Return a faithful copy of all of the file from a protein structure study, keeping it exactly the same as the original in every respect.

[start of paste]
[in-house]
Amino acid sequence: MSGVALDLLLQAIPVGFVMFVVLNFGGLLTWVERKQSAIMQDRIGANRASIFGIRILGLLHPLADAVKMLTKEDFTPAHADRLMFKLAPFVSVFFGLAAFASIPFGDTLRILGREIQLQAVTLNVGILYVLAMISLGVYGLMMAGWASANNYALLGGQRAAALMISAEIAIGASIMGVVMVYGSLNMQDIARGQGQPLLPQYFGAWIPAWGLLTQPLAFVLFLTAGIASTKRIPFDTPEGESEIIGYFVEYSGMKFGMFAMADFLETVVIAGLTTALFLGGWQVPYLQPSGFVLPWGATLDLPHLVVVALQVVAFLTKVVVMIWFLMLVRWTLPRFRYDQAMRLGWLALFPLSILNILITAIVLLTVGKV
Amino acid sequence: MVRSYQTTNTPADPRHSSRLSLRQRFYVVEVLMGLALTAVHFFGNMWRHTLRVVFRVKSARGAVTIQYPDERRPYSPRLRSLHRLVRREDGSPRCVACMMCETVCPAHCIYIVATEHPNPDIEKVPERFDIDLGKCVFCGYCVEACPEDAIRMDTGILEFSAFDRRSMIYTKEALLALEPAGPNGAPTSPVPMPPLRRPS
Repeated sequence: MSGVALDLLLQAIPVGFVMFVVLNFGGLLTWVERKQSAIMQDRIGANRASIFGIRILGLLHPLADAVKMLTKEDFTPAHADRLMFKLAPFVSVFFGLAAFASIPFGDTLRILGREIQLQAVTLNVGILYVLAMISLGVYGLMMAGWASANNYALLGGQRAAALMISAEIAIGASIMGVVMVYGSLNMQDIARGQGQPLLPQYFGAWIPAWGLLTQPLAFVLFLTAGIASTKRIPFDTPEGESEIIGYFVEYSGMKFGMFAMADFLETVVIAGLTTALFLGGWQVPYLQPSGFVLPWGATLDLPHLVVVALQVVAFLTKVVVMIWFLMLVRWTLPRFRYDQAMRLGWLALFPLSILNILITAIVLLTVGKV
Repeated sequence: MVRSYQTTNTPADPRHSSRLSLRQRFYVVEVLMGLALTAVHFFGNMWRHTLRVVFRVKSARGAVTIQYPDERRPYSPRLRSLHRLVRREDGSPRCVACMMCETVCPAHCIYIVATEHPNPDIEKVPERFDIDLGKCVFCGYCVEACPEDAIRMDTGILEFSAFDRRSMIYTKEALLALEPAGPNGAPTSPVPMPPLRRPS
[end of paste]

[in-house]
Amino acid sequence: MSGVALDLLLQAIPVGFVMFVVLNFGGLLTWVERKQSAIMQDRIGANRASIFGIRILGLLHPLADAVKMLTKEDFTPAHADRLMFKLAPFVSVFFGLAAFASIPFGDTLRILGREIQLQAVTLNVGILYVLAMISLGVYGLMMAGWASANNYALLGGQRAAALMISAEIAIGASIMGVVMVYGSLNMQDIARGQGQPLLPQYFGAWIPAWGLLTQPLAFVLFLTAGIASTKRIPFDTPEGESEIIGYFVEYSGMKFGMFAMADFLETVVIAGLTTALFLGGWQVPYLQPSGFVLPWGATLDLPHLVVVALQVVAFLTKVVVMIWFLMLVRWTLPRFRYDQAMRLGWLALFPLSILNILITAIVLLTVGKV
Amino acid sequence: MVRSYQTTNTPADPRHSSRLSLRQRFYVVEVLMGLALTAVHFFGNMWRHTLRVVFRVKSARGAVTIQYPDERRPYSPRLRSLHRLVRREDGSPRCVACMMCETVCPAHCIYIVATEHPNPDIEKVPERFDIDLGKCVFCGYCVEACPEDAIRMDTGILEFSAFDRRSMIYTKEALLALEPAGPNGAPTSPVPMPPLRRPS
Repeated sequence: MSGVALDLLLQAIPVGFVMFVVLNFGGLLTWVERKQSAIMQDRIGANRASIFGIRILGLLHPLADAVKMLTKEDFTPAHADRLMFKLAPFVSVFFGLAAFASIPFGDTLRILGREIQLQAVTLNVGILYVLAMISLGVYGLMMAGWASANNYALLGGQRAAALMISAEIAIGASIMGVVMVYGSLNMQDIARGQGQPLLPQYFGAWIPAWGLLTQPLAFVLFLTAGIASTKRIPFDTPEGESEIIGYFVEYSGMKFGMFAMADFLETVVIAGLTTALFLGGWQVPYLQPSGFVLPWGATLDLPHLVVVALQVVAFLTKVVVMIWFLMLVRWTLPRFRYDQAMRLGWLALFPLSILNILITAIVLLTVGKV
Repeated sequence: MVRSYQTTNTPADPRHSSRLSLRQRFYVVEVLMGLALTAVHFFGNMWRHTLRVVFRVKSARGAVTIQYPDERRPYSPRLRSLHRLVRREDGSPRCVACMMCETVCPAHCIYIVATEHPNPDIEKVPERFDIDLGKCVFCGYCVEACPEDAIRMDTGILEFSAFDRRSMIYTKEALLALEPAGPNGAPTSPVPMPPLRRPS